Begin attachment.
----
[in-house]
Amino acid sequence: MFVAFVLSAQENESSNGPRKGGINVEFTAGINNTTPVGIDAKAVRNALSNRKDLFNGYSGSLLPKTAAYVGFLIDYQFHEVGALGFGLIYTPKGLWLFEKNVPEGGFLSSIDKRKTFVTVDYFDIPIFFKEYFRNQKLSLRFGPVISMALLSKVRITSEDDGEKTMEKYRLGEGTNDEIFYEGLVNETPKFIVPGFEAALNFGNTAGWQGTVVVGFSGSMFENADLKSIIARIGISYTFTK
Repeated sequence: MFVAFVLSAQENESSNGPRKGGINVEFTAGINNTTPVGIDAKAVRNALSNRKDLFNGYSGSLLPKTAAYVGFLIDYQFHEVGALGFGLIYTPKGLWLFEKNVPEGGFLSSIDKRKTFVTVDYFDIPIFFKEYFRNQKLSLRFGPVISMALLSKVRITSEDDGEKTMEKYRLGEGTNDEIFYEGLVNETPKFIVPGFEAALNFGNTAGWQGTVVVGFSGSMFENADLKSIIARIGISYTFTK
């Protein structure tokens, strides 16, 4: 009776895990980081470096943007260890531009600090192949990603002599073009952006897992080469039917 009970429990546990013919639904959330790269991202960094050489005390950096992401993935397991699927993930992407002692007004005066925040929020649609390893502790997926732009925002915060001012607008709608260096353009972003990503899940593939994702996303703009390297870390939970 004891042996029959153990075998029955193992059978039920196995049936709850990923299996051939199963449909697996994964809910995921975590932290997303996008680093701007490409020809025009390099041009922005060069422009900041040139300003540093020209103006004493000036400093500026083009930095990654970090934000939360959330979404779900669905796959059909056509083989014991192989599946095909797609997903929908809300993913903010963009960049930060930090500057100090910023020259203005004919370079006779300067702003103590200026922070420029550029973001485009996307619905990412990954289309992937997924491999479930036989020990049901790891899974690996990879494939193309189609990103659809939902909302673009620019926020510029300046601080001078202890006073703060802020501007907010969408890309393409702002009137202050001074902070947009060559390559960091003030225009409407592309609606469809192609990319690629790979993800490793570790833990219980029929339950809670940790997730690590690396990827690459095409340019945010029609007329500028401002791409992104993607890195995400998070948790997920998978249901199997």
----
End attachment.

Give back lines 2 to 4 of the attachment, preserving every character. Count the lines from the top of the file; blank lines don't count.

Amino acid sequence: MFVAFVLSAQENESSNGPRKGGINVEFTAGINNTTPVGIDAKAVRNALSNRKDLFNGYSGSLLPKTAAYVGFLIDYQFHEVGALGFGLIYTPKGLWLFEKNVPEGGFLSSIDKRKTFVTVDYFDIPIFFKEYFRNQKLSLRFGPVISMALLSKVRITSEDDGEKTMEKYRLGEGTNDEIFYEGLVNETPKFIVPGFEAALNFGNTAGWQGTVVVGFSGSMFENADLKSIIARIGISYTFTK
Repeated sequence: MFVAFVLSAQENESSNGPRKGGINVEFTAGINNTTPVGIDAKAVRNALSNRKDLFNGYSGSLLPKTAAYVGFLIDYQFHEVGALGFGLIYTPKGLWLFEKNVPEGGFLSSIDKRKTFVTVDYFDIPIFFKEYFRNQKLSLRFGPVISMALLSKVRITSEDDGEKTMEKYRLGEGTNDEIFYEGLVNETPKFIVPGFEAALNFGNTAGWQGTVVVGFSGSMFENADLKSIIARIGISYTFTK
């Protein structure tokens, strides 16, 4: 009776895990980081470096943007260890531009600090192949990603002599073009952006897992080469039917 009970429990546990013919639904959330790269991202960094050489005390950096992401993935397991699927993930992407002692007004005066925040929020649609390893502790997926732009925002915060001012607008709608260096353009972003990503899940593939994702996303703009390297870390939970 004891042996029959153990075998029955193992059978039920196995049936709850990923299996051939199963449909697996994964809910995921975590932290997303996008680093701007490409020809025009390099041009922005060069422009900041040139300003540093020209103006004493000036400093500026083009930095990654970090934000939360959330979404779900669905796959059909056509083989014991192989599946095909797609997903929908809300993913903010963009960049930060930090500057100090910023020259203005004919370079006779300067702003103590200026922070420029550029973001485009996307619905990412990954289309992937997924491999479930036989020990049901790891899974690996990879494939193309189609990103659809939902909302673009620019926020510029300046601080001078202890006073703060802020501007907010969408890309393409702002009137202050001074902070947009060559390559960091003030225009409407592309609606469809192609990319690629790979993800490793570790833990219980029929339950809670940790997730690590690396990827690459095409340019945010029609007329500028401002791409992104993607890195995400998070948790997920998978249901199997």